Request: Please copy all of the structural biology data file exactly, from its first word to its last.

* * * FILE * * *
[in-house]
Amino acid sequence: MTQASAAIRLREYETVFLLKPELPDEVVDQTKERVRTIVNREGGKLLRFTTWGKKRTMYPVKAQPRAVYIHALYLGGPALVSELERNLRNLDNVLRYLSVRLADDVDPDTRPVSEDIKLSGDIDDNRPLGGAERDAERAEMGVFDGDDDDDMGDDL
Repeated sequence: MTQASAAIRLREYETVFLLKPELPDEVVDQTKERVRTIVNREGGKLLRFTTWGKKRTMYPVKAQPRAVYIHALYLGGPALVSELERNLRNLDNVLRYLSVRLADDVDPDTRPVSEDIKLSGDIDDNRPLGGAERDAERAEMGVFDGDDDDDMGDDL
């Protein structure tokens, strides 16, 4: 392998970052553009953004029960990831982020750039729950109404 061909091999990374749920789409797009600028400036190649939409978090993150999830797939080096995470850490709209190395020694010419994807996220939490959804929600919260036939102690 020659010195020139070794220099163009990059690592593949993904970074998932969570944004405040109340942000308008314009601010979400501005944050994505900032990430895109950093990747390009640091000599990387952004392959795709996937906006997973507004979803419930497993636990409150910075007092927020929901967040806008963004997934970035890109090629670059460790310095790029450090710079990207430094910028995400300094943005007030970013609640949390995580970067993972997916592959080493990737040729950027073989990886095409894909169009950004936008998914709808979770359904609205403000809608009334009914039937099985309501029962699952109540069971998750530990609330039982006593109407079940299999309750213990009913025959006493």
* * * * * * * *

[in-house]
Amino acid sequence: MTQASAAIRLREYETVFLLKPELPDEVVDQTKERVRTIVNREGGKLLRFTTWGKKRTMYPVKAQPRAVYIHALYLGGPALVSELERNLRNLDNVLRYLSVRLADDVDPDTRPVSEDIKLSGDIDDNRPLGGAERDAERAEMGVFDGDDDDDMGDDL
Repeated sequence: MTQASAAIRLREYETVFLLKPELPDEVVDQTKERVRTIVNREGGKLLRFTTWGKKRTMYPVKAQPRAVYIHALYLGGPALVSELERNLRNLDNVLRYLSVRLADDVDPDTRPVSEDIKLSGDIDDNRPLGGAERDAERAEMGVFDGDDDDDMGDDL
């Protein structure tokens, strides 16, 4: 392998970052553009953004029960990831982020750039729950109404 061909091999990374749920789409797009600028400036190649939409978090993150999830797939080096995470850490709209190395020694010419994807996220939490959804929600919260036939102690 020659010195020139070794220099163009990059690592593949993904970074998932969570944004405040109340942000308008314009601010979400501005944050994505900032990430895109950093990747390009640091000599990387952004392959795709996937906006997973507004979803419930497993636990409150910075007092927020929901967040806008963004997934970035890109090629670059460790310095790029450090710079990207430094910028995400300094943005007030970013609640949390995580970067993972997916592959080493990737040729950027073989990886095409894909169009950004936008998914709808979770359904609205403000809608009334009914039937099985309501029962699952109540069971998750530990609330039982006593109407079940299999309750213990009913025959006493």